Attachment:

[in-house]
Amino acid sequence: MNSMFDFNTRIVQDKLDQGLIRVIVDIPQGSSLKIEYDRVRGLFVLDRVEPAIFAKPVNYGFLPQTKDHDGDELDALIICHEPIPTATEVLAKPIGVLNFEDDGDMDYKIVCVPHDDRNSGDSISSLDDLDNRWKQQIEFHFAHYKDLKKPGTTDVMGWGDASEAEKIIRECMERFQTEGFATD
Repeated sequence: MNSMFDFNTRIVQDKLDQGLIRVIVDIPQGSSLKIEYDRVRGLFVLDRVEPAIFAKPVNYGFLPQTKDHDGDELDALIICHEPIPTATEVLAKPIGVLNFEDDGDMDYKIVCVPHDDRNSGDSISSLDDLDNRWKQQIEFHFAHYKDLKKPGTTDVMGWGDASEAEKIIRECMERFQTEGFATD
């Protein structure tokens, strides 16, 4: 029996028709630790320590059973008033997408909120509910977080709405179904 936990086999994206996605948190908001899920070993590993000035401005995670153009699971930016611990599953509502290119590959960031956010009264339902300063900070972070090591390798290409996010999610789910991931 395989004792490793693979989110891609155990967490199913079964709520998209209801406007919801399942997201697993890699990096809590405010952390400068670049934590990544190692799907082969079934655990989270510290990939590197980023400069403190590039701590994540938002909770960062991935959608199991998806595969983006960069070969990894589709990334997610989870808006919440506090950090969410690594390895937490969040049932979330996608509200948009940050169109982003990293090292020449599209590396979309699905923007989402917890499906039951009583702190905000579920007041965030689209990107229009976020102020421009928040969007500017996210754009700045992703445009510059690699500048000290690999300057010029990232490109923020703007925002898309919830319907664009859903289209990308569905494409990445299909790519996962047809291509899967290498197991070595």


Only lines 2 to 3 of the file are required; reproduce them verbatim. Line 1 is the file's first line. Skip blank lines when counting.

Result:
Amino acid sequence: MNSMFDFNTRIVQDKLDQGLIRVIVDIPQGSSLKIEYDRVRGLFVLDRVEPAIFAKPVNYGFLPQTKDHDGDELDALIICHEPIPTATEVLAKPIGVLNFEDDGDMDYKIVCVPHDDRNSGDSISSLDDLDNRWKQQIEFHFAHYKDLKKPGTTDVMGWGDASEAEKIIRECMERFQTEGFATD
Repeated sequence: MNSMFDFNTRIVQDKLDQGLIRVIVDIPQGSSLKIEYDRVRGLFVLDRVEPAIFAKPVNYGFLPQTKDHDGDELDALIICHEPIPTATEVLAKPIGVLNFEDDGDMDYKIVCVPHDDRNSGDSISSLDDLDNRWKQQIEFHFAHYKDLKKPGTTDVMGWGDASEAEKIIRECMERFQTEGFATD